Medical students' cognitive load in volumetric image interpretation: Insights from human-computer interaction and eye movements

Bobby G. Stuijfzand*, Marieke F. Van Der Schaaf, Femke C. Kirschner, Cécile J. Ravesloot, Anouk Van Der Gijp, Koen L. Vincken

*Corresponding author for this work

Research output: Contribution to journalArticle (Academic Journal)

18 Citations (Scopus)
321 Downloads (Pure)


Medical image interpretation is moving from using 2D- to volumetric images, thereby changing the cognitive and perceptual processes involved. This is expected to affect medical students' experienced cognitive load, while learning image interpretation skills. With two studies this explorative research investigated whether measures inherent to image interpretation, i.e. human-computer interaction and eye tracking, relate to cognitive load. Subsequently, it investigated effects of volumetric image interpretation on second-year medical students' cognitive load. Study 1 measured human-computer interactions of participants during two volumetric image interpretation tasks. Using structural equation modelling, the latent variable 'volumetric image information' was identified from the data, which significantly predicted self-reported mental effort as a measure of cognitive load. Study 2 measured participants' eye movements during multiple 2D and volumetric image interpretation tasks. Multilevel analysis showed that time to locate a relevant structure in an image was significantly related to pupil dilation, as a proxy for cognitive load. It is discussed how combining human-computer interaction and eye tracking allows for comprehensive measurement of cognitive load. Combining such measures in a single model would allow for disentangling unique sources of cognitive load, leading to recommendations for implementation of volumetric image interpretation in the medical education curriculum.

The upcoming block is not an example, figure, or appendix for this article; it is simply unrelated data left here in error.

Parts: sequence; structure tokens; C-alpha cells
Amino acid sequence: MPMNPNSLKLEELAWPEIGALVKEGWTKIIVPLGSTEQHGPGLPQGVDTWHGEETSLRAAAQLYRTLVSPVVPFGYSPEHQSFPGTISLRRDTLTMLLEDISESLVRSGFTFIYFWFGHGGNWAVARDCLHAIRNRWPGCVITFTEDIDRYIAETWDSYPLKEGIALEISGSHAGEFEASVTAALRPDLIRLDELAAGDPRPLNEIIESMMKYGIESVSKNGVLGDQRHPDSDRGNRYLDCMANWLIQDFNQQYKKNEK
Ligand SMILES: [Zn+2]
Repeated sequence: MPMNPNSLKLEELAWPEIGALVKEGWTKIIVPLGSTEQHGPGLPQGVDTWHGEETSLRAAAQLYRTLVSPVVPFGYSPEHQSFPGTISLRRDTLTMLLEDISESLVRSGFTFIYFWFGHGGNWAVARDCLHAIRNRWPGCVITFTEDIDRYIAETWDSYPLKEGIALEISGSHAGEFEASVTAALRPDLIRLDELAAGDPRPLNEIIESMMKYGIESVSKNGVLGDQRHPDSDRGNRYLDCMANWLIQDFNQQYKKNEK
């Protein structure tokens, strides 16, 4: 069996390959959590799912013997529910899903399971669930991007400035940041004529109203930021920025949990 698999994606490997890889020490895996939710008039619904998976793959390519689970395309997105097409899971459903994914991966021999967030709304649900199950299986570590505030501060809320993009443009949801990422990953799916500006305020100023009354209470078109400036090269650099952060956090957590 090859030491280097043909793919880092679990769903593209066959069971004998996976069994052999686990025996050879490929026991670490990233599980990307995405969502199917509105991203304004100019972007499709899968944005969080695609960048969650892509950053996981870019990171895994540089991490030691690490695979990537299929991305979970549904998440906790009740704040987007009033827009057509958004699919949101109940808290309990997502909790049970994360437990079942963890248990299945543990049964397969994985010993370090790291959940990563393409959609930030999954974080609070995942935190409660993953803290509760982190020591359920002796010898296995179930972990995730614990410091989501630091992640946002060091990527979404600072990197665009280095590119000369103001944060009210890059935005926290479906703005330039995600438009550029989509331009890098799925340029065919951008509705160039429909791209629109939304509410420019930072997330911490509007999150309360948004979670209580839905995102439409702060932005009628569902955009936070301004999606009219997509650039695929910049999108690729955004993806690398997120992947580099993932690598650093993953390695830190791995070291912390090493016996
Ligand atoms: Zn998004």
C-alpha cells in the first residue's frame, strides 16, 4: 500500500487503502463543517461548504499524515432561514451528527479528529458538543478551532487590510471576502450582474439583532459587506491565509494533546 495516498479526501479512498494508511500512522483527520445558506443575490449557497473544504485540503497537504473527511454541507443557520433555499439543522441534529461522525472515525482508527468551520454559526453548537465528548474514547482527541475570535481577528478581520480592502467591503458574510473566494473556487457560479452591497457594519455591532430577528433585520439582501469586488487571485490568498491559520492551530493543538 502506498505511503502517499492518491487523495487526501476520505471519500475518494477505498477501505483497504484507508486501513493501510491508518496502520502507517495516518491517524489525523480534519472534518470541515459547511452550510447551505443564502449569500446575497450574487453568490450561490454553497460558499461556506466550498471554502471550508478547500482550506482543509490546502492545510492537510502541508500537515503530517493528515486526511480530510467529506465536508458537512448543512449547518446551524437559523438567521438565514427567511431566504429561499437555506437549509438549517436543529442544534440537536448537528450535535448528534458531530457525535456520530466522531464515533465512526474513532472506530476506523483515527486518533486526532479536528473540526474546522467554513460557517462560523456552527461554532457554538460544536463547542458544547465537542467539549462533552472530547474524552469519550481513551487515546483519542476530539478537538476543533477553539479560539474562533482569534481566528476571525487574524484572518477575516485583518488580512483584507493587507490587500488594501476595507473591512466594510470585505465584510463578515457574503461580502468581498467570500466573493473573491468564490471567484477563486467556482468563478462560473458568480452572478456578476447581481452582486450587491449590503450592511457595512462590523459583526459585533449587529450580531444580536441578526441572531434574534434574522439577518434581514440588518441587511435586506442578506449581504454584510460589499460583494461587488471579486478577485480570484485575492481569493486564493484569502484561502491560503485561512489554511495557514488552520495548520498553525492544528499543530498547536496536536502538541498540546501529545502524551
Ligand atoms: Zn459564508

Original languageEnglish
Pages (from-to)394-403
Number of pages10
JournalComputers in Human Behavior
Early online date13 Apr 2016
Publication statusPublished - 1 Sep 2016


  • Cognitive load
  • Eye tracking
  • Human-computer interaction
  • Medical education
  • Volumetric image interpretation

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